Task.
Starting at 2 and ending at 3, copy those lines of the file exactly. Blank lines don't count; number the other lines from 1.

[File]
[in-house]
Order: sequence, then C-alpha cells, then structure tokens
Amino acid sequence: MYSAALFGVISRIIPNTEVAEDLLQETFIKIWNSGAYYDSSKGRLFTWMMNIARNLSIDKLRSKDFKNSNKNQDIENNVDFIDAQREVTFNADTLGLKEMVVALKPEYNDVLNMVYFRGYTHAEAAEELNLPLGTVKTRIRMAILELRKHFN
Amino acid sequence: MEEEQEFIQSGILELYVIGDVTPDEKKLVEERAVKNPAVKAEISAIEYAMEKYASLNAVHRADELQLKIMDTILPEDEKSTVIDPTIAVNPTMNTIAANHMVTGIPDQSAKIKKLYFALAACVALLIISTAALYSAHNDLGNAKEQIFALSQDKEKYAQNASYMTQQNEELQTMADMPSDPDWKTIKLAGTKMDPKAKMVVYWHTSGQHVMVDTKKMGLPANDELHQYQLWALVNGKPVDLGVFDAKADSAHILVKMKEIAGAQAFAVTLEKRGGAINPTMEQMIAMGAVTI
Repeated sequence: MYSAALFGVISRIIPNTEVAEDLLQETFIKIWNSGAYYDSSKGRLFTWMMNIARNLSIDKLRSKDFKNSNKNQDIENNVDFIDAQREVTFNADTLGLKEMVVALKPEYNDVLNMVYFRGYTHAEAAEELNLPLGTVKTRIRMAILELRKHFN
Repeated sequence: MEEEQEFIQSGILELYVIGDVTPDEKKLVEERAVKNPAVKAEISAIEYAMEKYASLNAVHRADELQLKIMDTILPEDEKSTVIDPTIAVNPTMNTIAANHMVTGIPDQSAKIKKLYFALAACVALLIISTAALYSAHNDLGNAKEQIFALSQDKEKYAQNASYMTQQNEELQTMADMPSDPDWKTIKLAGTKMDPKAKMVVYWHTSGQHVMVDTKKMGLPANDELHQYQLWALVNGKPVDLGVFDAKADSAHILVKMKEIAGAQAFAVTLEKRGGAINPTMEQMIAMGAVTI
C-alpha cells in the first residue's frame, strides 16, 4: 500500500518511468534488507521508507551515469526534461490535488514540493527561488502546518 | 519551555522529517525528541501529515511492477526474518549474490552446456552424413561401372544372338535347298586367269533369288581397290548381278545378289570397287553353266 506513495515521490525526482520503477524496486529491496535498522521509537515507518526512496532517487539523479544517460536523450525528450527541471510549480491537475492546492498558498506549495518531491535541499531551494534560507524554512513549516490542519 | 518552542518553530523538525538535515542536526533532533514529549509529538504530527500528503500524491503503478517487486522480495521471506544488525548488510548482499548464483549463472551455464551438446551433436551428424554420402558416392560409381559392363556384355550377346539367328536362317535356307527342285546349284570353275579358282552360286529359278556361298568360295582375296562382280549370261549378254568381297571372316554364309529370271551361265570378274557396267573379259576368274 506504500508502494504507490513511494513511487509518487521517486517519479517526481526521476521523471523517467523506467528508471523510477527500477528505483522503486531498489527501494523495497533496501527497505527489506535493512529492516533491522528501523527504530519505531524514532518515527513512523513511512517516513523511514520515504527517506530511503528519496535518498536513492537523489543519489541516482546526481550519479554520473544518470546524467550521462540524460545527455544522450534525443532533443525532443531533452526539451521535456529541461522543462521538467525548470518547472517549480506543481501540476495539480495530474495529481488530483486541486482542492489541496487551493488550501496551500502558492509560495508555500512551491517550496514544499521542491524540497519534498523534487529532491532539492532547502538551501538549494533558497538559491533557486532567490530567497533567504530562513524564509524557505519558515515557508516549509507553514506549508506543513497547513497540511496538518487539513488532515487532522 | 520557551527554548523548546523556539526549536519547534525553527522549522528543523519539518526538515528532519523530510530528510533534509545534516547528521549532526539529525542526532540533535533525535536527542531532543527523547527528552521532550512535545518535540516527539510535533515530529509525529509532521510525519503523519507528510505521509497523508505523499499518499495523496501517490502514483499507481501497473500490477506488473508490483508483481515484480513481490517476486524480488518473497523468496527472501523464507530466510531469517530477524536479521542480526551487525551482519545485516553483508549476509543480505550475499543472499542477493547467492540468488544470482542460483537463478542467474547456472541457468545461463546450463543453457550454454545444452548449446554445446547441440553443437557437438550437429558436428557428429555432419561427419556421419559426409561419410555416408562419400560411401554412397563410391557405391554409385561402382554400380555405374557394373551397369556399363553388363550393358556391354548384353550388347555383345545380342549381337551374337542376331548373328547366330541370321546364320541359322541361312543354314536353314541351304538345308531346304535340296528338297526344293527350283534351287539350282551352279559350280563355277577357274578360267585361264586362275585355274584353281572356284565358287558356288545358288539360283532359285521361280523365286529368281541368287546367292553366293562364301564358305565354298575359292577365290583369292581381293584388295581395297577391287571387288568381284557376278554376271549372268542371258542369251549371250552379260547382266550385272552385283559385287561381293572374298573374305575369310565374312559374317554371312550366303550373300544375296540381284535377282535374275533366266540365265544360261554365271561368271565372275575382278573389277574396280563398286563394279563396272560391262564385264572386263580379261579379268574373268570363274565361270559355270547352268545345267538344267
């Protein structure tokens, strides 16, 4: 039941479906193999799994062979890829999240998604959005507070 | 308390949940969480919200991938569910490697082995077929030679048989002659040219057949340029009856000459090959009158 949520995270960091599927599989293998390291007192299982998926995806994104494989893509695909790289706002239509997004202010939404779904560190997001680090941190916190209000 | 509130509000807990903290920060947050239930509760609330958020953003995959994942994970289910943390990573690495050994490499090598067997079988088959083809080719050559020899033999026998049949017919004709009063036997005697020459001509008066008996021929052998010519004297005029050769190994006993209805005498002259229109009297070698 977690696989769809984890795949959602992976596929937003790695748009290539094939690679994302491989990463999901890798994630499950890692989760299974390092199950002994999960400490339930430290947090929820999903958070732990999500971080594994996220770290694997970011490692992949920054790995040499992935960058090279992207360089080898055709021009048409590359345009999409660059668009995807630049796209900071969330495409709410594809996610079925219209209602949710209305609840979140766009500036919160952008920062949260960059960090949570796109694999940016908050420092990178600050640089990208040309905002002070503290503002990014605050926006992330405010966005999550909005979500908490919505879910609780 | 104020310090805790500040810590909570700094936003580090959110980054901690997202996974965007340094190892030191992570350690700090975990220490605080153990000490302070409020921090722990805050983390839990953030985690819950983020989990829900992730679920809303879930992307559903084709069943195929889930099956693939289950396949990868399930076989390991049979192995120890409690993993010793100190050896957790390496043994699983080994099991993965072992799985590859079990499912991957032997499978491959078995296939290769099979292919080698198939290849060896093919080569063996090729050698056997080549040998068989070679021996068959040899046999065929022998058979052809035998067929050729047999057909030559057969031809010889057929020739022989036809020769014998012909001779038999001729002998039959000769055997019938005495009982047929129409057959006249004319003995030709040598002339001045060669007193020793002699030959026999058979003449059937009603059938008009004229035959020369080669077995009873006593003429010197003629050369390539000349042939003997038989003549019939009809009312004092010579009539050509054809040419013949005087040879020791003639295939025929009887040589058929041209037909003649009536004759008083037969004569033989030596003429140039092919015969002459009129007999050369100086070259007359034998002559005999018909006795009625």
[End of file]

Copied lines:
Order: sequence, then C-alpha cells, then structure tokens
Amino acid sequence: MYSAALFGVISRIIPNTEVAEDLLQETFIKIWNSGAYYDSSKGRLFTWMMNIARNLSIDKLRSKDFKNSNKNQDIENNVDFIDAQREVTFNADTLGLKEMVVALKPEYNDVLNMVYFRGYTHAEAAEELNLPLGTVKTRIRMAILELRKHFN